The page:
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edge staff writer


Robert Irvine of Restaurant Impossible' No excuses'

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On the eve of the Oct. 22 season 12 premiere of the Food Network's highly rated 'Restaurant Impossible,' fearless chef and restaurateur Robert Irvine took some time to talk about the show and his new book 'Fit Fuel: A Chef's Guide to Eating Well, Getting Fit and Living Your Best Life.'

A virtual poster boy for becoming (and staying) fit in a sedentary world of culinary temptations, Irvine has a two word philosophy for healthy living: 'No excuses.'

'I believe there are no excuses in life for anything,' Irvine told me in a phone call last week. 'You can achieve anything in this country that you want. You just need the passion, a little knowledge and the drive to do so. Fitness is a huge part of my life.'

Irvine says he was told that people would have no interest in reading a fitness book written by him.

'I said, Oh really?' I wrote it anyway and it's doing great. It's currently number one in its category on Amazon and people are loving it.'

'Fit Fuel' is designed for those of us who so easily choose a night of Netflix and Ben & Jerry's over a visit to the gym.

'It's a guide to making a contract with yourself to change your lifestyle,' Irvine told me. 'It's not expensive. It's about how do you cook? How do you purchase the food? What's in the food that you don't know about and what should you look for? There's also great recipes. We give you eating plans and all the tips to go with it, the fitness workout and how to do the exercises.'

Irvine stresses the importance of getting the family involved in a new fitness plan.

'The old family pastime is gone. We don't spend enough time with our kids anymore because we're all so busy and they've got after school projects. [With 'Fit Fuel'] I wanted to bring food, family and fitness all together. If we have supportive people in whatever we do, we always do better. Get your kids involved, show them where the food comes from and let them help you cook it.'

I asked Irvine why so many of us are easily thrown off-track when it comes to keeping up a fitness plan.

'I think we get so busy and so sidetracked from life. It's tougher to make a living now, and both parents are working when years ago it was just one mom or dad. Life is so fast that the fitness part is the first thing to go for a lot of us.'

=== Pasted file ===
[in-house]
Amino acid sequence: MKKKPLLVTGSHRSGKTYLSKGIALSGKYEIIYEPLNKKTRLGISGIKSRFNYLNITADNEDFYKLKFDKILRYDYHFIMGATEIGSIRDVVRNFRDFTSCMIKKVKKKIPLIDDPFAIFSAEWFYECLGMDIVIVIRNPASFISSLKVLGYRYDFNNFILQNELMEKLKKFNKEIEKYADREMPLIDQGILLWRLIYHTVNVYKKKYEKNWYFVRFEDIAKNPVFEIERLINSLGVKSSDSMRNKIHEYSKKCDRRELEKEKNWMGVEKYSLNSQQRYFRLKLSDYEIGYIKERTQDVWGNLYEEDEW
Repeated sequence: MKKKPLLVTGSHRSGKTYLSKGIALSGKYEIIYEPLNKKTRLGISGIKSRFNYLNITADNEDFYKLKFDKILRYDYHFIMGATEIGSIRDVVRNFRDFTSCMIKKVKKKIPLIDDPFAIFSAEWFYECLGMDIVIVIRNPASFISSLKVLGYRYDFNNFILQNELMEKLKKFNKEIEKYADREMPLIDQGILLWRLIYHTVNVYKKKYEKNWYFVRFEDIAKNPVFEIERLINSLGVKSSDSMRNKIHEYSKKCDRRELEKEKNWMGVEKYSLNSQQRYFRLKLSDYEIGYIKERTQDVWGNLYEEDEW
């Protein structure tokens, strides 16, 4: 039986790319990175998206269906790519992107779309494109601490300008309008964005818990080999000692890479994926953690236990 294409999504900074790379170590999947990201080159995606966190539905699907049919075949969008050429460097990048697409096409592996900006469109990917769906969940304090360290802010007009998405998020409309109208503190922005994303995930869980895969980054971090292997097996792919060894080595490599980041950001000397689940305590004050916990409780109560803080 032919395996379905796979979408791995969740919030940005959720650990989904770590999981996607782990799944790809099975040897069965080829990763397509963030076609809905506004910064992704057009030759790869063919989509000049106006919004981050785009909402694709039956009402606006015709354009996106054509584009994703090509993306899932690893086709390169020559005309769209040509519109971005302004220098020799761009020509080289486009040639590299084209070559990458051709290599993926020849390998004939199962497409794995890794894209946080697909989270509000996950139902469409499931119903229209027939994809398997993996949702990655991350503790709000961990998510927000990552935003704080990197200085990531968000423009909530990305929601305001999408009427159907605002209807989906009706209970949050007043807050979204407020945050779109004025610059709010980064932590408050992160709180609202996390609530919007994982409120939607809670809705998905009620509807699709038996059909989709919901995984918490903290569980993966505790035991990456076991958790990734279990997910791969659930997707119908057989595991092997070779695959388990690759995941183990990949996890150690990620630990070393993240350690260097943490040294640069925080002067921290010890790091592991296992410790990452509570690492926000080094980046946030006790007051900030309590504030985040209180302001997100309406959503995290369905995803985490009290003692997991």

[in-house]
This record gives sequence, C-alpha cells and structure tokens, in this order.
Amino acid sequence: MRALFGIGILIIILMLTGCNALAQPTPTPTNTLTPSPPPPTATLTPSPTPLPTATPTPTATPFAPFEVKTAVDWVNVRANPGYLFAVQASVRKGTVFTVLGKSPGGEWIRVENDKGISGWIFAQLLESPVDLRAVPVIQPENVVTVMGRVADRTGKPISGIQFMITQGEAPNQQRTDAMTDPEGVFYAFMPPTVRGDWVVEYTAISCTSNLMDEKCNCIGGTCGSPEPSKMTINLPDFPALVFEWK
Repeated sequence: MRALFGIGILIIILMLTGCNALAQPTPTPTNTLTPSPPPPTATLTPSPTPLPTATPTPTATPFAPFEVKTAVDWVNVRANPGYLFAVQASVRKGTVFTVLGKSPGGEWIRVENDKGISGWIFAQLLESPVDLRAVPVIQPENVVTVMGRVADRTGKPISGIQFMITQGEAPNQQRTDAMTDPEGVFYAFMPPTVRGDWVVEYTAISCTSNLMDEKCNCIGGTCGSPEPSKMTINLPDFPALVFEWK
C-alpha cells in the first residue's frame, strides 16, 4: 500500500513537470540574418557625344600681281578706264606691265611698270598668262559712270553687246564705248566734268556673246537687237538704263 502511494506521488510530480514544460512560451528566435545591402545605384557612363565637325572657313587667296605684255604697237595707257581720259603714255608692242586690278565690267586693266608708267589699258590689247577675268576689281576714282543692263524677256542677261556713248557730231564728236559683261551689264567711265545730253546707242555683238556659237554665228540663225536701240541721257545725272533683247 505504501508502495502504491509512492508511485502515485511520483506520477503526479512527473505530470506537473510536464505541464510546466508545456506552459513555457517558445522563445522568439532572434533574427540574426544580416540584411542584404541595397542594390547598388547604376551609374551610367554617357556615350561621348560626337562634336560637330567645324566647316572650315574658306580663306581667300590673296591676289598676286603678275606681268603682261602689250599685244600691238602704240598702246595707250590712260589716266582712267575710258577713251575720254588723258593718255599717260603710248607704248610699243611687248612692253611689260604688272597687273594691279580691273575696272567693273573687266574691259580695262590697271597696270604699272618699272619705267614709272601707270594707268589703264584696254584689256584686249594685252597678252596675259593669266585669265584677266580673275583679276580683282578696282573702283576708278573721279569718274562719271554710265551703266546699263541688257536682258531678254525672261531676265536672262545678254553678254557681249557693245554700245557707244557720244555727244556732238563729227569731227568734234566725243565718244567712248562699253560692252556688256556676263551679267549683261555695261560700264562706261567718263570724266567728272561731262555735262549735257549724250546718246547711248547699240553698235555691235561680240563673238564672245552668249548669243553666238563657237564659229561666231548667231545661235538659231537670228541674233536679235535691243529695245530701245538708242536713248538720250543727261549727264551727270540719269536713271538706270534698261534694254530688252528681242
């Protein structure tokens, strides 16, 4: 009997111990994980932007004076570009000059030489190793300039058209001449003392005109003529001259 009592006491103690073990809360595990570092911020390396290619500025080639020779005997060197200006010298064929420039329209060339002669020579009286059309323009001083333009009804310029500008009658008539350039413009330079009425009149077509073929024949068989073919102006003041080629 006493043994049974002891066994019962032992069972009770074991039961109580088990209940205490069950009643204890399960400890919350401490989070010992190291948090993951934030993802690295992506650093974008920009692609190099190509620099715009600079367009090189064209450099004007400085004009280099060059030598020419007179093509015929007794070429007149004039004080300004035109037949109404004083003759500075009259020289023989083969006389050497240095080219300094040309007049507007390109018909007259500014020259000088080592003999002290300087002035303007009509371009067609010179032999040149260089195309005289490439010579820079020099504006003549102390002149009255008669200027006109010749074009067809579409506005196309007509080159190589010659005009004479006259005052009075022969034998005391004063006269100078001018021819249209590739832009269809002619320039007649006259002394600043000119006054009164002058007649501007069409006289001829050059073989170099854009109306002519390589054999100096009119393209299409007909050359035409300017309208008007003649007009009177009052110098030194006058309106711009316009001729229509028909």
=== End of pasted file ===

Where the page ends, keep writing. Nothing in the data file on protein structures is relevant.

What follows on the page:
Complimenting Irvine's text in 'Fit Fuel' are beautifully shot pictorials.

'We shot the book literally as I put the food on the plate. People say to me, My food looked just like that picture in your book.' Well, great! That's what it's supposed to look like. How many times do you buy a book, do what it says, put the food on the plate and it doesn't look anything like it did in the book? They've used lighting, glues, screws, sticks and wires and other things. It's disheartening to me. When I cook something, I want it to look the way the book looks, and that's what we did.'

On 'Restaurant Impossible,' Irvine visits struggling restaurants and determines why they're not working. With a $10,000 budget and a two-day time limit, he attempts to turn them around. Irvine promises a twist for the 12th season, premiering Thursday, Oct. 22 at 9 p.m.

'I can tell you that season 12 is the most unique season of all. It's called Restaurant Impossible: Ambush.''

In past seasons, Irving had no advance notice of where he would go or the specific problems he might encounter there, whereas the restaurants selected for transformation had at least several weeks' notice to prepare.

'The owners have no clue that I'm coming,' Irvine told me. 'This upcoming season will have a lot of drama, a lot of change and a lot of shock factor.'

Irvine will also serve as judge on a new Food Network show called 'Chopped Impossible,' debuting at 8 p.m., just before 'Restaurant Impossible.'

Last year, when Irvine and his 'Restaurant Impossible' crew visited Maine to help the struggling Uncle Andy's Diner in Portland, they were met by owner Dennis Fogg in an ape costume.

'I remember the owner made characters out of his pancakes,' Irvine said, laughing. 'I love Maine and we had a great time doing that show.'

'The Big Morning Show with Mike Dow' can be heard on Big 104 FM The Biggest Hits of the '60s, '70s & '80s - airing on 104.7 (Bangor/Belfast), 104.3 (Augusta/Waterville) and 107.7 (Bar Harbor/Ellsworth)


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